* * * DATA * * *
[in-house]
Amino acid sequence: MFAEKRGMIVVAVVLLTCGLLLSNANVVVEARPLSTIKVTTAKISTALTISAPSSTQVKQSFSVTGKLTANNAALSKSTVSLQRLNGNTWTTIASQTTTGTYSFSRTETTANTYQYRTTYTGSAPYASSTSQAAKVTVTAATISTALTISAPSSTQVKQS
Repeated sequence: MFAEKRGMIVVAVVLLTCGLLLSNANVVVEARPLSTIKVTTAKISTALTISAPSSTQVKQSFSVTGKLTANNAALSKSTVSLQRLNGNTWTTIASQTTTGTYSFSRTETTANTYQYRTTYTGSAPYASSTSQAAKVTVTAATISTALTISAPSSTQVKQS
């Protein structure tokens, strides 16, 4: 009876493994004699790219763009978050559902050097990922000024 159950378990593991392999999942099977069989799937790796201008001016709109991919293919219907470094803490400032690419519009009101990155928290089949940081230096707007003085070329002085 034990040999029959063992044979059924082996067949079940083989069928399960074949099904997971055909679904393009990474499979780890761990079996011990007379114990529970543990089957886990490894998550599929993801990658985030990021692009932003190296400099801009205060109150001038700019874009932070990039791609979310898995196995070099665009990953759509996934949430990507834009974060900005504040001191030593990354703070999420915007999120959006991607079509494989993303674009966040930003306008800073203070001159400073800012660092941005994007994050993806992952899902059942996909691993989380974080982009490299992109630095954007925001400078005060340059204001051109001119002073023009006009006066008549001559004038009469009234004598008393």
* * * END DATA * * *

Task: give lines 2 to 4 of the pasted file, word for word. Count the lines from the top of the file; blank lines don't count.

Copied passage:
Amino acid sequence: MFAEKRGMIVVAVVLLTCGLLLSNANVVVEARPLSTIKVTTAKISTALTISAPSSTQVKQSFSVTGKLTANNAALSKSTVSLQRLNGNTWTTIASQTTTGTYSFSRTETTANTYQYRTTYTGSAPYASSTSQAAKVTVTAATISTALTISAPSSTQVKQS
Repeated sequence: MFAEKRGMIVVAVVLLTCGLLLSNANVVVEARPLSTIKVTTAKISTALTISAPSSTQVKQSFSVTGKLTANNAALSKSTVSLQRLNGNTWTTIASQTTTGTYSFSRTETTANTYQYRTTYTGSAPYASSTSQAAKVTVTAATISTALTISAPSSTQVKQS
């Protein structure tokens, strides 16, 4: 009876493994004699790219763009978050559902050097990922000024 159950378990593991392999999942099977069989799937790796201008001016709109991919293919219907470094803490400032690419519009009101990155928290089949940081230096707007003085070329002085 034990040999029959063992044979059924082996067949079940083989069928399960074949099904997971055909679904393009990474499979780890761990079996011990007379114990529970543990089957886990490894998550599929993801990658985030990021692009932003190296400099801009205060109150001038700019874009932070990039791609979310898995196995070099665009990953759509996934949430990507834009974060900005504040001191030593990354703070999420915007999120959006991607079509494989993303674009966040930003306008800073203070001159400073800012660092941005994007994050993806992952899902059942996909691993989380974080982009490299992109630095954007925001400078005060340059204001051109001119002073023009006009006066008549001559004038009469009234004598008393």